Minn. Vets Groups Make Case For Construction Money
ST. PAUL, Minn. (AP) — Minnesota veterans cranked up the pressure on lawmakers Friday to come through with money for a 100-bed addition at the Minneapolis Veterans Home.
A group of veterans are asking for $54 million in state funding to demolish outdated buildings on the campus and replace them with a skilled-nursing facility for veterans who need intensive care. Democratic Gov. Mark Dayton’s plan for public construction projects fully funds the renovation, but the top House Democrat who oversees bonding left the project out of her construction bill.
The current facility has a growing waiting list that already is nearly 900 veterans seeking housing, more than half of whom are around the Twin Cities. That shows the Minneapolis facility desperately needs to add beds and finish the renovation, said Don Pankake, state commander of the Minnesota American Legion.
“The Minneapolis home is a mess,” Pankake said.
The state has funded several chunks of a renovation over the years, but the uncertainty of whether there would be money for this third and final piece has put the project in limbo.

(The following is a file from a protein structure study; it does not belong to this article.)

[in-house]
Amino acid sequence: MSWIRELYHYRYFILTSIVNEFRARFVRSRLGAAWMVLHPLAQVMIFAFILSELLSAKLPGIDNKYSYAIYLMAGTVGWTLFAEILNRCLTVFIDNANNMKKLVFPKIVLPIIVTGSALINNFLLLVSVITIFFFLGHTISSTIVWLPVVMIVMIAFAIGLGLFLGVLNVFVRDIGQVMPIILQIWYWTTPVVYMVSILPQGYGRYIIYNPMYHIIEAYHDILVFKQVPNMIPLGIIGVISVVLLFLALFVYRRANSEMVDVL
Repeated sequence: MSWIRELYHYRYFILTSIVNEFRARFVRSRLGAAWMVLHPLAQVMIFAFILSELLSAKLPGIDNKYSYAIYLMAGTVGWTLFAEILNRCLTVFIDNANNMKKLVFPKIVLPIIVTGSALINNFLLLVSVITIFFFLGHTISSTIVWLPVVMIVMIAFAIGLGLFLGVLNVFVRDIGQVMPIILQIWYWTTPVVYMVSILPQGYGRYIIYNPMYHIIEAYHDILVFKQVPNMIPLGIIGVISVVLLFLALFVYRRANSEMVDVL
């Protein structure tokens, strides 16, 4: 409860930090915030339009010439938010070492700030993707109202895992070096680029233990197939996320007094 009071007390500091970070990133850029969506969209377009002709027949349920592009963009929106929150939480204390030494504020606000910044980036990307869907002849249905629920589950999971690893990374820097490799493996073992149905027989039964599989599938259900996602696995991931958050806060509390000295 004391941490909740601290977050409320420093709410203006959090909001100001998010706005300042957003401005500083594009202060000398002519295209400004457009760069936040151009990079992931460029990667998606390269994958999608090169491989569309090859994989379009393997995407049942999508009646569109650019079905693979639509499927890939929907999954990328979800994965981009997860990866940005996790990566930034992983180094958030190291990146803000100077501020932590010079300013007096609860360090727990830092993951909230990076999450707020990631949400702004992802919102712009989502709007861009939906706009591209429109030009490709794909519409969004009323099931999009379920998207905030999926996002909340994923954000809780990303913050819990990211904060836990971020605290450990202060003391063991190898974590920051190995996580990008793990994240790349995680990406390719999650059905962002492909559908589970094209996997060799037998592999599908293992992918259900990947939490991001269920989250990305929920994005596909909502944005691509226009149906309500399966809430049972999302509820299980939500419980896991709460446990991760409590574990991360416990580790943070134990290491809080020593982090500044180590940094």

Rep. John Persell, DFL-Bemidji, and several other legislators joined the Commander’s Task Force to call for a bonding bill to include funding for the Minneapolis Veterans Home.
“We’ve got to take care of veterans throughout Minnesota,” Persell said.
House Capital Investment Committee Chairwoman Rep. Alice Hausman still hasn’t ruled out funding the project in her bonding bill, which will soon move to the House floor. But she said lawmakers need to step back to survey the statewide veteran housing needs before pouring more money into the Minneapolis facility.
House Speaker Paul Thissen announced Friday, minutes before the group of veterans hosted their news conference in St. Paul, that he would form a committee to tackle the issue.
“At a certain point, you have to step back and say: ‘Is this the best direction for us to go as a state?'” said Hausman, DFL-St. Paul. “We should have a plan before we move ahead.”
Hausman reiterated her belief that it may be a better to build several, smaller facilities throughout the state.
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